Not only this, but when he met with the officials, he didn’t just describe the problem in clear detail. He also presented solutions. The creation of a new sovereign state requires consideration of a myriad of sectors and infrastructures. Who will govern and how? On what principles will the new nation be founded? How will new laws be reviewed and enacted? How will national income be generated? How will the economy function – what currency will be used, will there be hard currency, how will any new currencies equate to those in current circulation? How will the banking systems run? How will the nation defend itself should we come under attack? Education, health, transport, housing, social care, manufacturing, communication networks, food, agriculture, administration of justice, granting of citizenship, production of energy, international relations and trade negotiations – these all require planning down to the minute detail before any attempt to break away is initiated.

This is not a project where an ad hoc approach will suffice, where one can improvise as you go along. This is a serious undertaking where the end must be known from the beginning, and every stage in between. Not that the plans must be fixed, rigid, and unchanging even if circumstances require an alternative approach; but one where every contingency is considered and planned for, and then adapted as the situation necessitates.

I would urge every Yoruba person to fully consider the questions posed above. Yoruba nation, in contrast to present-day Nigeria, is to be a country that honours and nurtures every one of its citizens, not just the privileged few. As such, every Yoruba individual should have the right to have their say in its formation. It is only by voicing one’s needs that they can be integrated into arrangements; and it is only by carefully considering the situation that one can determine what one’s needs are and how they could be met. This is not the time to sit back and be passive, leaving the responsibility of generating solutions to someone else. This is the time to stand up, speak out, and to make sure that your voice is heard.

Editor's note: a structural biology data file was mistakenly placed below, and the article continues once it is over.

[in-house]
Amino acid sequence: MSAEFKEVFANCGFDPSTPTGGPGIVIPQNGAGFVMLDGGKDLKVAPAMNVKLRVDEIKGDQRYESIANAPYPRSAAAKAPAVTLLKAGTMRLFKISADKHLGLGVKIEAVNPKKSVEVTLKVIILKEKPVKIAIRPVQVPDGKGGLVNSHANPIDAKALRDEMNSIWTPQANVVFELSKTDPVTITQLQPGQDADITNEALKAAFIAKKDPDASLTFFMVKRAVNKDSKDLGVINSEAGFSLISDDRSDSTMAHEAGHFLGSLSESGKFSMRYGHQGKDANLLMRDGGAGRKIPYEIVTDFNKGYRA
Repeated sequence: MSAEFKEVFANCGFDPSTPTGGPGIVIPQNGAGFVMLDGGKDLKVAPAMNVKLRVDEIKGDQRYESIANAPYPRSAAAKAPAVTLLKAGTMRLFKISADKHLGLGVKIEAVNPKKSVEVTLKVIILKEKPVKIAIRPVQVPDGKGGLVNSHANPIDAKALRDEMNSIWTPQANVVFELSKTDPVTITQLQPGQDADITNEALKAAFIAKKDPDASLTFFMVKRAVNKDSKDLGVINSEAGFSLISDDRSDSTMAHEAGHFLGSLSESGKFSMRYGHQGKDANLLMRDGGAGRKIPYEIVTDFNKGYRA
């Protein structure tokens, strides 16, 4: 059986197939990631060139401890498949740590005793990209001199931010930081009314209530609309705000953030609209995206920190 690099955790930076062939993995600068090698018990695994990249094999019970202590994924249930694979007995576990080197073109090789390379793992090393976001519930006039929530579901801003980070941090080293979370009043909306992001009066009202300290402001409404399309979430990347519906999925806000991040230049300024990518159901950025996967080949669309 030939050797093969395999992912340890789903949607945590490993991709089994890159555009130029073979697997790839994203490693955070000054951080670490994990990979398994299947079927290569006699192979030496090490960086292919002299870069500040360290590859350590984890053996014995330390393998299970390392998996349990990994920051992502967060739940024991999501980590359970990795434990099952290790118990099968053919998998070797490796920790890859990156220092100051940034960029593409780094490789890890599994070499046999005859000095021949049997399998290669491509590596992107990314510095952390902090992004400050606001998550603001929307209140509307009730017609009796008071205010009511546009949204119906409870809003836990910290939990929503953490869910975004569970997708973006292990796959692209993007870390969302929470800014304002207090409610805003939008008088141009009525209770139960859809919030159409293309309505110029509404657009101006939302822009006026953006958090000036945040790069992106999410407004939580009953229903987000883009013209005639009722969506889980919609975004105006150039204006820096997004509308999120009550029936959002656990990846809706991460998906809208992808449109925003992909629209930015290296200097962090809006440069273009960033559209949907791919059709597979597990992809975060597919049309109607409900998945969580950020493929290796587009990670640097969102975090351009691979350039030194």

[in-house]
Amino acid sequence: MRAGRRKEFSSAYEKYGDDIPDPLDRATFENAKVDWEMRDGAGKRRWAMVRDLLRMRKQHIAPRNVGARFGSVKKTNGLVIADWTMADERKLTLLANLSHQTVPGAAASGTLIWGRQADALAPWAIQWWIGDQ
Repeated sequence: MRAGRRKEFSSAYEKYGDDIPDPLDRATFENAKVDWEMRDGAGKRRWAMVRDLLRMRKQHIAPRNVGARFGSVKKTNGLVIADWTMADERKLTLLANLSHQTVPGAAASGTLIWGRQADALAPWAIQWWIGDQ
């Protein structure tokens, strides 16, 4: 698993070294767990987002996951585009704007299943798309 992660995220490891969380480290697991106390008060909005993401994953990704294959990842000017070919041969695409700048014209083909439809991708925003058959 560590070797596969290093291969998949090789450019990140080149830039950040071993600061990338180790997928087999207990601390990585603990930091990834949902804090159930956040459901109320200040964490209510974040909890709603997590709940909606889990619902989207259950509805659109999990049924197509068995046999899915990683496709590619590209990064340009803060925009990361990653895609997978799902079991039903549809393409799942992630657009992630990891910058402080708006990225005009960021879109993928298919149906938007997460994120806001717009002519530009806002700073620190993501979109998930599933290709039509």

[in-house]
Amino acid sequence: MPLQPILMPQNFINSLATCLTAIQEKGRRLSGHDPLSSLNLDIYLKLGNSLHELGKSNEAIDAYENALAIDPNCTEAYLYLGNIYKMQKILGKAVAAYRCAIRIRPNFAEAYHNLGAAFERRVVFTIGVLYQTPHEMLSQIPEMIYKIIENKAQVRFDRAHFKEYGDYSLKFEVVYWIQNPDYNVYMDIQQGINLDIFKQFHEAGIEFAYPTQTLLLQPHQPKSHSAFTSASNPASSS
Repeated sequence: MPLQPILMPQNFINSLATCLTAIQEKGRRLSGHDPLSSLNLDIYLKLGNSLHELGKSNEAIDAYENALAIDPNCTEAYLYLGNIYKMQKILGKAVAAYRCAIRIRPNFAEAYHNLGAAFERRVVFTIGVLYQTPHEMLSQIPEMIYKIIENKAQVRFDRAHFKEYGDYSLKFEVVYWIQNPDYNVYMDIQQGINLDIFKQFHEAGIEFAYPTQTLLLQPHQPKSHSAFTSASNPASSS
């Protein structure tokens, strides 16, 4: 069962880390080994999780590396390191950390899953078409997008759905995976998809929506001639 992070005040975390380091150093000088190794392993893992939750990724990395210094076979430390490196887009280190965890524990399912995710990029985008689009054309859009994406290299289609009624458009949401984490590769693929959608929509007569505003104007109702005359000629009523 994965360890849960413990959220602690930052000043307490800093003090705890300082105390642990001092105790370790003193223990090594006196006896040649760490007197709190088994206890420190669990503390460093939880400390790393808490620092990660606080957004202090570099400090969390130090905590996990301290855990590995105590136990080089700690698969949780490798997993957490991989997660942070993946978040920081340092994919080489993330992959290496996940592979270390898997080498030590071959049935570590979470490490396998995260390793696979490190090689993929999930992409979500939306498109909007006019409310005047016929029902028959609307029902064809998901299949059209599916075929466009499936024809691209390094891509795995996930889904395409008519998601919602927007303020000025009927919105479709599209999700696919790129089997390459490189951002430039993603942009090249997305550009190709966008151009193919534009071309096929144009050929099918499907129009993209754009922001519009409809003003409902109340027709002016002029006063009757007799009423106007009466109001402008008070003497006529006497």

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LSSTF’s Balogun Tours EPAIL Facility, Commends Management for Contributions to Security



The Executive Secretary/CEO of the Lagos State Security Trust Fund (LSSTF), Dr. Abdurrazaq Balogun, has paid a visit to the Equipment and Protective Applications International Limited (EPAIL) mega factory, with the Chairman/CEO of EPAIL expressing delight at the Fund’s visit while conducting his guest on a tour of the facility.

During the visit, the ES witnessed the production of security equipment such as armored hard body for vehicles, ballistic plates, helmets, vests, etc. from scratch using locally sourced materials. A test was also conducted on one of the locally made crowd dispersal water cannon and other crowd control equipment.